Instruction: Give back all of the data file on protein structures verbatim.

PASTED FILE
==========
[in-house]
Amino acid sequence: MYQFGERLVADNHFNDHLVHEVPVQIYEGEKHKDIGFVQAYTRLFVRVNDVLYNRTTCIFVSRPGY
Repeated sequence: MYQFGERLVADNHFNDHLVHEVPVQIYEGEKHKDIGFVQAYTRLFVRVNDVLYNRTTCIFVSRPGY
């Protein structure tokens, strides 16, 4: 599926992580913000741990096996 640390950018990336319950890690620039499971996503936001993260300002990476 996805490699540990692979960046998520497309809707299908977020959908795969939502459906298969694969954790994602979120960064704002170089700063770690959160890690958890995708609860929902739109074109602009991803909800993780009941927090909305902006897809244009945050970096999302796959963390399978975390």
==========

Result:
[in-house]
Amino acid sequence: MYQFGERLVADNHFNDHLVHEVPVQIYEGEKHKDIGFVQAYTRLFVRVNDVLYNRTTCIFVSRPGY
Repeated sequence: MYQFGERLVADNHFNDHLVHEVPVQIYEGEKHKDIGFVQAYTRLFVRVNDVLYNRTTCIFVSRPGY
């Protein structure tokens, strides 16, 4: 599926992580913000741990096996 640390950018990336319950890690620039499971996503936001993260300002990476 996805490699540990692979960046998520497309809707299908977020959908795969939502459906298969694969954790994602979120960064704002170089700063770690959160890690958890995708609860929902739109074109602009991803909800993780009941927090909305902006897809244009945050970096999302796959963390399978975390």